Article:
EU enlargement to the Western Balkans in the light of the war in Ukraine: Enlargement Package 2022
Belgrade, 7 November 2022 – Today, the event “Unpacking the Enlargement Package 2022: EU Enlargement to the Western Balkans in the light of the war in Ukraine” was held in Belgrade, organised by the regional Think for Europe Network – TEN. The panel was conducted in cooperation with the European Commission’s Directorate-General for Neighborhood and Enlargement Negotiations (DG NEAR). TEN and DG NEAR organised this type of event for the third time.
This time, the participants at the event were Maciej Popowski, European Commission’s acting Directorate-General for Neighbourhood and Enlargement Negotiations (DG NEAR), who presented the Report and was followed by reactions from TEN member organisations – Srđan Majstorović, Chairman of the Governing Board, European Policy Centre – CEP, Belgrade, Marko Sošić, a researcher at the Institute Alternative, Podgorica, Arber Fetahu, a research fellow at the Group for Legal and Political Studies, Pristina, Ardita Abazi Imeri, programme coordinator at the European Policy Institute – EPI, Skopje, and Alban Dafa, a researcher at the Institute for Democracy and Mediation – IDM, Tirana. The panel was moderated by Corina Stratulat from European Policy Centre – EPC, Brussels.
“The Russian aggression has fundamentally changed the security structure of Europe”, highlighted Popowski. Regarding the Western Balkan countries, he said that the most commented decision from the Enlargement Package 2022 is the Commission’s recommendation to grant candidate status to Bosnia and Herzegovina. Popowski added that in this Enlargement Package, the focus on fundamentals was “as strong as ever” and stated that the revised Enlargement methodology works well but that, in some aspects, can be developed more, for instance, with gradual integration.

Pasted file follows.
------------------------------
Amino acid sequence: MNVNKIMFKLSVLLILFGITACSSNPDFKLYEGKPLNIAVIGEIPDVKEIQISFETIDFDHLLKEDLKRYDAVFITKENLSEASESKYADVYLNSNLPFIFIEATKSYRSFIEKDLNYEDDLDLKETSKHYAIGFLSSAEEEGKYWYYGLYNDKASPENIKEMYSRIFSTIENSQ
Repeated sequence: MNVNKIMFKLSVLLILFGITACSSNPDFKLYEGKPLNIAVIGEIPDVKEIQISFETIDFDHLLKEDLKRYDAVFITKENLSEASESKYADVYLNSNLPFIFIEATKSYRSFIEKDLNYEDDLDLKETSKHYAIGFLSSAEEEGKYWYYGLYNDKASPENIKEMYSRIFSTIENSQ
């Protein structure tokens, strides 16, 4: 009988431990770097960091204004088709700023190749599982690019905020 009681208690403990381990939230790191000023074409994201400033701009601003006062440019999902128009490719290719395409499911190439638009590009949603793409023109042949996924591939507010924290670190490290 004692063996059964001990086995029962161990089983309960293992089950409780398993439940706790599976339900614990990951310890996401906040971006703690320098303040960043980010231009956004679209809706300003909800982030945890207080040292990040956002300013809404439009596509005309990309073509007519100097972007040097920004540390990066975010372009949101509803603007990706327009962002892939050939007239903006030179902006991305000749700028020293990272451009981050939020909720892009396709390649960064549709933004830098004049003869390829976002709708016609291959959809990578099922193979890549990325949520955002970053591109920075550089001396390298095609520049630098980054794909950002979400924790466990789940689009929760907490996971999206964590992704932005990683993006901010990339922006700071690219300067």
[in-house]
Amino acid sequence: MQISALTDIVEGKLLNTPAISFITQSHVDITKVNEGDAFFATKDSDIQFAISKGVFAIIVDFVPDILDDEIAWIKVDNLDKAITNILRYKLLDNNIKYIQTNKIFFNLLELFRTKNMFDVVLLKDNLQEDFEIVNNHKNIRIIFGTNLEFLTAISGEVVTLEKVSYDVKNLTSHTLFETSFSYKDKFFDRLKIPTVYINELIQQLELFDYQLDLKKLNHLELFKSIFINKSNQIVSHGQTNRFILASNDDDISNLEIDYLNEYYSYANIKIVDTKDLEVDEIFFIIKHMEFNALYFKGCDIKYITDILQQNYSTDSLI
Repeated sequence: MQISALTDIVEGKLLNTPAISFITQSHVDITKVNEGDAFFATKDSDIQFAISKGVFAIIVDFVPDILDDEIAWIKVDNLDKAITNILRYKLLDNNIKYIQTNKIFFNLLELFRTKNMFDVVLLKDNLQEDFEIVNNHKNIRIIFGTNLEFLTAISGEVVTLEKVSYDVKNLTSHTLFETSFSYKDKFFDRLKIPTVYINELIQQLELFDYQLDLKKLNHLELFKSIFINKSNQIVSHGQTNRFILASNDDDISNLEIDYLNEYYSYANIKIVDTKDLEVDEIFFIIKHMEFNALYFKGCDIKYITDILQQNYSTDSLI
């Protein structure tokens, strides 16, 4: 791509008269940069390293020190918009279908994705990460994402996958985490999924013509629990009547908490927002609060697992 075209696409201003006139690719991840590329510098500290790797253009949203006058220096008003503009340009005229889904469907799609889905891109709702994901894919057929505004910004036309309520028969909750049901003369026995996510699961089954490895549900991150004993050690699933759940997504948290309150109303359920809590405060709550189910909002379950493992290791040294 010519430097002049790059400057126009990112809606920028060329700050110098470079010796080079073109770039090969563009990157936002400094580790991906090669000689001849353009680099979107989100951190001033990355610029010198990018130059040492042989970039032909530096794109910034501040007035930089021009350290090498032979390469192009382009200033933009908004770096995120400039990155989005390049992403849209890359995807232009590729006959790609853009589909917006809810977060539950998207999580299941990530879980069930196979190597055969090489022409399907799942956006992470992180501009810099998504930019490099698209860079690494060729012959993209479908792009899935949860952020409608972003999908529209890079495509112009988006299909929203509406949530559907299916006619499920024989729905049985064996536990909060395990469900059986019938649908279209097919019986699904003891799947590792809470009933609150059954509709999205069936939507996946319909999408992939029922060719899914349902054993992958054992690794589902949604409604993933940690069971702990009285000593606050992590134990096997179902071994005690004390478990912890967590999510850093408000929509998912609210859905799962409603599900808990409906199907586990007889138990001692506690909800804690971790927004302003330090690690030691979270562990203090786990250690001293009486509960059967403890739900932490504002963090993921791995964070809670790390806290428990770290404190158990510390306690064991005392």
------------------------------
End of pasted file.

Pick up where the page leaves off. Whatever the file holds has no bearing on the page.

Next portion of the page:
Bosnia and Herzegovina: “Bosnia and Herzegovina is the winner of this Enlargement package, but, truth to be told, we do not deserve it”, said Ćutahija. He added that, due to ethnic division, the functionality of BiH is undermined. He also mentioned that the problem is that there are no sanctions for BiH’s politicians, who all proclaimed membership in the EU as a goal when they do not fulfil the required criteria.
North Macedonia: The European Commission held its first Intergovernmental Conference with North Macedonia in July 2022, and this is an important step that showed dedication to the Enlargement. But, a large part of this year’s Report’s content is the same as last year’s and repeats the same recommendations, which shows that we did not advance on our road to the EU membership, said Abazi Imeri.
Albania: EU is currently trying to do as much as it can in order to prevent Russia and China from establishing a foothold in Western Balkans, but it does not have a strategic approach. EU gets a lot from the region, and it needs to invest a lot as well, said Alban Dafa.
Serbia: Serbia hasn’t moved since 2016, and there’s a lack of transformative effects of the enlargement. The assessment of political criteria is critical, and it needs to be put in focus, said Majstorovic. Majstorovic highlighted that the moment for fundamental changes is now and that both sides must show dedication to the common future. “If we fail to recognise that this is the moment to think outside of the box, the moment will fade. We need to work together in 2023 to create new political architecture for Europe in the future”, said Majstorovic.
Kosovo: Regarding Kosovo, Fetahu said that Kosovo remained where it was in the 2022 EC Report. “This Report does not show opinion on Kosovo getting candidate status, and we do not know when this will be possible”, said Fetahu.
Montenegro: “We are not doing much work, so we cannot say that we are ‘tired of enlargement’. And there is no dilemma about the Western Balkan’s future – there is no other path except the one of EU membership. But, we need a timely EU reaction to problems in our countries”, assessed Sošić.
The aim of these discussions is to present to the public the key findings of the Commission’s annual reports while highlighting to what extent these converge with the regional think tanks’ assessment of the situation on the ground.